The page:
Brandon Fox Brandon's Comments (member since Jun 22, 2011)

Brandon's comments from the Gay Science Fiction group.

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Jun 11, 2012 03:30PM

28965 Charming wrote: Heh. I love Galaxy Quest, but found Buckaroo Banzai almost unwatchable."

Buckaroo Banzai can be very funny if you're in the right frame of mind when you watch it, but it's also true that humor is very personal. For example, I never found the old slapstick comedies to be funny.
Time Travel (20 new)
Jun 11, 2012 03:20PM

28965 Charming wrote: "Do you like it? I have hesitated because it sounds like it might be a little melancholy."

Yes, I do like The Man Who Folded Himself, because I think it's well written and does a good job of exploring aspects of time travel that don't usually get considered. You're right that there is a certain melancholy aspect to the story, but I didn't think it diminished the experience. It remains one of the most memorable time travel stories I've read.
Jun 09, 2012 05:40PM

28965 Yes, Buckaroo Banzai is terrific, in a completely different style of humor. We can all rest easier knowing that Dr. Banzai is keeping watch. And fortunately, the ranks of his helpers should be growing soon. Here's an excerpt from a press release about an upcoming role-playing game:
Adamant Entertainment, in association with the Banzai Institute for Biomedical Engineering and Strategic Information, has entered into a license agreement by which Adamant will be producing the Buckaroo Banzai Adventure Game — a training manual for Blue Blaze Irregulars which uses the format of a tabletop role-playing game in order to prepare BBI recruits for the sorts of situations in which they may find themselves while aiding Buckaroo.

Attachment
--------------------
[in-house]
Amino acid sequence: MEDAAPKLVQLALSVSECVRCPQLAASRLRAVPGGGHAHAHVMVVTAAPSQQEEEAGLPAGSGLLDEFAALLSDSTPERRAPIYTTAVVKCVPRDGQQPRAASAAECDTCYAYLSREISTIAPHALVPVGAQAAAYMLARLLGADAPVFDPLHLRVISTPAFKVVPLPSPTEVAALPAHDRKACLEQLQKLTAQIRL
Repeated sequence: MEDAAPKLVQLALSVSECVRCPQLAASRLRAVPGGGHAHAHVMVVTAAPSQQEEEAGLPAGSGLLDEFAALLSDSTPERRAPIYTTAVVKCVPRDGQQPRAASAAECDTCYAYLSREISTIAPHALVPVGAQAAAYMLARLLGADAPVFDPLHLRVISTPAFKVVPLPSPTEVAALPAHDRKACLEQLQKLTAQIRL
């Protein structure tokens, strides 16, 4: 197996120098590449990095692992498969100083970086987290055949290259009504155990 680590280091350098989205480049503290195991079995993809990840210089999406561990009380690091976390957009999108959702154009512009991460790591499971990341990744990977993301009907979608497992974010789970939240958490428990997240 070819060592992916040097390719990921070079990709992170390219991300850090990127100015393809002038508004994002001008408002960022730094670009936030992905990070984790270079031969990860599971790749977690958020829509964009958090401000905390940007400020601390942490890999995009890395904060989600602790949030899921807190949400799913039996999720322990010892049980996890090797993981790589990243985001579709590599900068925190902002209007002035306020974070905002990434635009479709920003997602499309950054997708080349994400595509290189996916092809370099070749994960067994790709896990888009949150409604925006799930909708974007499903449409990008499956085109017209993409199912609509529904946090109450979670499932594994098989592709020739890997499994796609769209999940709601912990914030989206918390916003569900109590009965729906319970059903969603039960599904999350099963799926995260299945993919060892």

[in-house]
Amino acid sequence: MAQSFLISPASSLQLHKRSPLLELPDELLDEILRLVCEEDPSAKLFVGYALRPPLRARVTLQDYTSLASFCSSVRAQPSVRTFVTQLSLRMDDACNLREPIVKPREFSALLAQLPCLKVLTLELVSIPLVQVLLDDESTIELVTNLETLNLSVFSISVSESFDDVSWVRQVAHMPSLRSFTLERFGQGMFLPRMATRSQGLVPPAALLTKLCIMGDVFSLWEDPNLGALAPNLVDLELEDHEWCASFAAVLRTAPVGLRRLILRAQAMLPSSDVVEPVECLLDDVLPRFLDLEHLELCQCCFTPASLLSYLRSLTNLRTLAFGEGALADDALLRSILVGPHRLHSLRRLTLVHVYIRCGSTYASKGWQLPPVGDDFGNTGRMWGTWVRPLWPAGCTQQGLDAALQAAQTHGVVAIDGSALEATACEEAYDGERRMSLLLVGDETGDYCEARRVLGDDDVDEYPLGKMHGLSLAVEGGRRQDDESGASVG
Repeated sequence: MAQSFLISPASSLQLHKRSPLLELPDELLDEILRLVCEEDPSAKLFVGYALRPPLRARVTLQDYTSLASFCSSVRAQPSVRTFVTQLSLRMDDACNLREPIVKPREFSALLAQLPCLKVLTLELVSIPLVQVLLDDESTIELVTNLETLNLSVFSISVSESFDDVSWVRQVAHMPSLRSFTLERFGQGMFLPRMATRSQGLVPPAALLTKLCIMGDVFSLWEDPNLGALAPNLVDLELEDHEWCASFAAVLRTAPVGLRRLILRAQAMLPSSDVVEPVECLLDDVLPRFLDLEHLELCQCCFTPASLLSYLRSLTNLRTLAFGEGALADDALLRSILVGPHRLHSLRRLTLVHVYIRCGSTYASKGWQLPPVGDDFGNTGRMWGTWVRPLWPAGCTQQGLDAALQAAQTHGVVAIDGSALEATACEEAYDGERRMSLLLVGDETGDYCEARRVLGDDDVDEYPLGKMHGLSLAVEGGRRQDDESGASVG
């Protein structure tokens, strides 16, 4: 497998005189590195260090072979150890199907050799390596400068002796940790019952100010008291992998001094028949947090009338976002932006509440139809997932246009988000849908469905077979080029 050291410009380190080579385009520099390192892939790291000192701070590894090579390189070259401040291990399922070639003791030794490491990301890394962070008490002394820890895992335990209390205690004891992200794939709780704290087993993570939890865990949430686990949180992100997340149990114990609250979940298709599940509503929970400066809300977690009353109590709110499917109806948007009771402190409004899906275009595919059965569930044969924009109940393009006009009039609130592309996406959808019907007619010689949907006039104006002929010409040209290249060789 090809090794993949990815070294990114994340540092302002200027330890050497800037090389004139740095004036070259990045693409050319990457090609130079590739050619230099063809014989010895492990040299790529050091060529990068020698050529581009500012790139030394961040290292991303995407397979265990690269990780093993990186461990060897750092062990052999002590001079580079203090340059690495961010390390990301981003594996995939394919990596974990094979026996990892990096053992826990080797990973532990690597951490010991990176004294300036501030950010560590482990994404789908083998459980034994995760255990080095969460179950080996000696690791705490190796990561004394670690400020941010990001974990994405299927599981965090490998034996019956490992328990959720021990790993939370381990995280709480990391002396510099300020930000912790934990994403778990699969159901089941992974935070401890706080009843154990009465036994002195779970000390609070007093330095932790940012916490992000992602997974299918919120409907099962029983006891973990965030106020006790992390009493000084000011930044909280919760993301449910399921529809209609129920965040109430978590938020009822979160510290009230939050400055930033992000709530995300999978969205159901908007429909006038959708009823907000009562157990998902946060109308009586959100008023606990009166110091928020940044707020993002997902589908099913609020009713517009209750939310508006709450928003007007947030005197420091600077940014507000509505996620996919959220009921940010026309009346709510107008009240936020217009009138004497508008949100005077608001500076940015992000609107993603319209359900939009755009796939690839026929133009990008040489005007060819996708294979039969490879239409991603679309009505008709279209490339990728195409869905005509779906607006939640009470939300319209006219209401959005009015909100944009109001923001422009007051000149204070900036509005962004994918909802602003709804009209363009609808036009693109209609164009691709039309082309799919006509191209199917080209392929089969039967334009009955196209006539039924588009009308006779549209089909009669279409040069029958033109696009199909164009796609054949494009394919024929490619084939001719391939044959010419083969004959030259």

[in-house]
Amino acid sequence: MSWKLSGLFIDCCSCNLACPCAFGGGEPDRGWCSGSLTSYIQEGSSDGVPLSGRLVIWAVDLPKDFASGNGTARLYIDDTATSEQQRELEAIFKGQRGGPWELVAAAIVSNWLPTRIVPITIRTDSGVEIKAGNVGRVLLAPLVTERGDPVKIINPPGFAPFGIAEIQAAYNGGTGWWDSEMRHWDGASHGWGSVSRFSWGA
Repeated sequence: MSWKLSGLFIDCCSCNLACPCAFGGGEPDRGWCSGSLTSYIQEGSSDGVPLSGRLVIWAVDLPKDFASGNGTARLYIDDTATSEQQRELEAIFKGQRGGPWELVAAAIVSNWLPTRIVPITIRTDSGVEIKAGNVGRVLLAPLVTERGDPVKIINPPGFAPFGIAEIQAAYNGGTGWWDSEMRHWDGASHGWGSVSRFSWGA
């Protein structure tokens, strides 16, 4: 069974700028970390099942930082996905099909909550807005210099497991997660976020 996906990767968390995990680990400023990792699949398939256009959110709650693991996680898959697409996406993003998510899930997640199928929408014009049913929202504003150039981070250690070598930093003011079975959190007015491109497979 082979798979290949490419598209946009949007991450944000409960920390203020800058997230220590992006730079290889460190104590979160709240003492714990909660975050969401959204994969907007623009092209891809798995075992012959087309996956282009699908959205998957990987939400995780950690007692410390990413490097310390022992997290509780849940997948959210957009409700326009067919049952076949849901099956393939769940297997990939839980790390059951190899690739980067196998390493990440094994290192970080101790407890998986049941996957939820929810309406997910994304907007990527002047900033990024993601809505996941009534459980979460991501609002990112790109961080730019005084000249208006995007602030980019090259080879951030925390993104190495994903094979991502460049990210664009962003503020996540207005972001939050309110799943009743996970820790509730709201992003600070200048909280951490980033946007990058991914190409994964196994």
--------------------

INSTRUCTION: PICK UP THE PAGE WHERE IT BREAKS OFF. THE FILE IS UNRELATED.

"Buckaroo’s on sabbatical in the lamasery in Kathmandu,” said Reno Nevada, the Banzai Institute’s director of merchandising, and tenor saxophone for the Hong Kong Cavaliers, “But he’s pleased as punch about the Adventure Game. We’ve discussed the need for a training manual for the Blue Blaze Irregulars, outside of Zen & The Art of Motorcycle Maintenance and The Hagakure. So yeah, Thumbs Up from Buckaroo, and from us here at the Institute."

You can read the full press release here if you're interested.
Time Travel (20 new)
Jun 09, 2012 07:27AM

28965 The Man Who Folded Himself by David Gerrold is another classic time travel story with a gay protagonist. It's a novella, and is now available for $2.99 at Amazon in Kindle format. (I haven't checked to see if it's available in other ebook formats.)
Jun 08, 2012 06:52PM

28965 Today is release day for Sex Rites, the final novel in my "Pledged to Magic" trilogy. Science fiction is much more prominent in this book than in the first two parts of the trilogy.

Sex Rites (Pledged to Magic, #3)

Don't be too alarmed by the title, though the novel does contain explicit sex. The novel's first publisher was marketing to gay men and thought the title needed to put sex in the spotlight. The story is really focused on the characters, including a major new character. Like the first two books in the series, it has been heavily revised for the new edition.